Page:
The Roundhouses

In a sheltered spot, on north facing sloping ground, we discovered part of a late prehistoric and possibly Romano-British settlement.

On the lower slopes are ring-groove round houses of Later Prehistoric date and below these, where the ground begins to level out, are clay-walled round houses, paddocks and boundaries of the Iron Age and Romano-British period.

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There are no dateable artefacts from the pre-Roman period because Wales was largely aceramic during this time, but a small amount of pottery of the Roman period, including sherds of black-burnished kitchen ware and more stylish Samian pottery show activity in these later phases. Roman pottery was also recorded in the upper fill of the northern henge ditch in the earlier excavations.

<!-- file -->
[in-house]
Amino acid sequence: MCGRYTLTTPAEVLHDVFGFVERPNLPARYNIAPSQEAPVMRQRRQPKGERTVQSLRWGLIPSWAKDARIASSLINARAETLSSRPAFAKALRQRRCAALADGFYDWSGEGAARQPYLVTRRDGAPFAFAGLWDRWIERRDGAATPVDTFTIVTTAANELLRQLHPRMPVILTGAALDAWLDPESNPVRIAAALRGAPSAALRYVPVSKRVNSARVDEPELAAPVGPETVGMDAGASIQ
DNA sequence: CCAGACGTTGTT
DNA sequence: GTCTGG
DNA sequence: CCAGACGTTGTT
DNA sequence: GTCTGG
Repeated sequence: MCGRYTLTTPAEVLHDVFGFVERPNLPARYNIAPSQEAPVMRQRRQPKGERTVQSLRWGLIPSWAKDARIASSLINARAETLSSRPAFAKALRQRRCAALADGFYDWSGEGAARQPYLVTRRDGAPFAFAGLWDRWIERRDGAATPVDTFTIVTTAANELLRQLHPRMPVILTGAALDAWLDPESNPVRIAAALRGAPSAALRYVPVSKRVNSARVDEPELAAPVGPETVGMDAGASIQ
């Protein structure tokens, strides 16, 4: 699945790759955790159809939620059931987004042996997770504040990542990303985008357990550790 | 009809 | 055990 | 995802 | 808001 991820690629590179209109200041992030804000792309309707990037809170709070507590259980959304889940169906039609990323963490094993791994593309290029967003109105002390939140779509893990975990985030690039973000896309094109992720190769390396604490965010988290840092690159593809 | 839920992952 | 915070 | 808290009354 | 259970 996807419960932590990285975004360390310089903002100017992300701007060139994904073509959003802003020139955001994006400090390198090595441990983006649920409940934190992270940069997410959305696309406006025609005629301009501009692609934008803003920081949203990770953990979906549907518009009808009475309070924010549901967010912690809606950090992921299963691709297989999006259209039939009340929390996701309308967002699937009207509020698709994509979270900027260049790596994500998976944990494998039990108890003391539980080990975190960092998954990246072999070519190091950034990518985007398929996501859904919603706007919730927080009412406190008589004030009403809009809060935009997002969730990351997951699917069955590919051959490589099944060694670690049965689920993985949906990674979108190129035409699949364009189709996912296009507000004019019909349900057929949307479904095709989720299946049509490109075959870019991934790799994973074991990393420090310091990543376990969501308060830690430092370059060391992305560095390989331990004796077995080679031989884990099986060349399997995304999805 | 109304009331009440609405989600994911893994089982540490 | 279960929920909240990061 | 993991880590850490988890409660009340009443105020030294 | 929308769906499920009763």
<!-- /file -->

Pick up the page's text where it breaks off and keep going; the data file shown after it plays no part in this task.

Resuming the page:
In the drain of one house was found a small bronze Roman seal box complete with traces of the wax seal inside. Seal boxes were used to secure and authenticate important documents. It is unlikely that official documents were delivered to this small native settlement, so it is likely that this pretty trinket was acquired from elsewhere, perhaps from a military presence.

Sherds of glass and a few glass beads were also found. The beads may be connected with an isolated find made over 300m north-east of the settlement, where 235 blue glass beads and 19 red reeded beads were found in a small hollow with no other associated features. The beads are probably of Roman date and are rather rough and unfinished.

Click here to see a selection of Roman artefacts from the site

Click here to see a plan of the roundhouses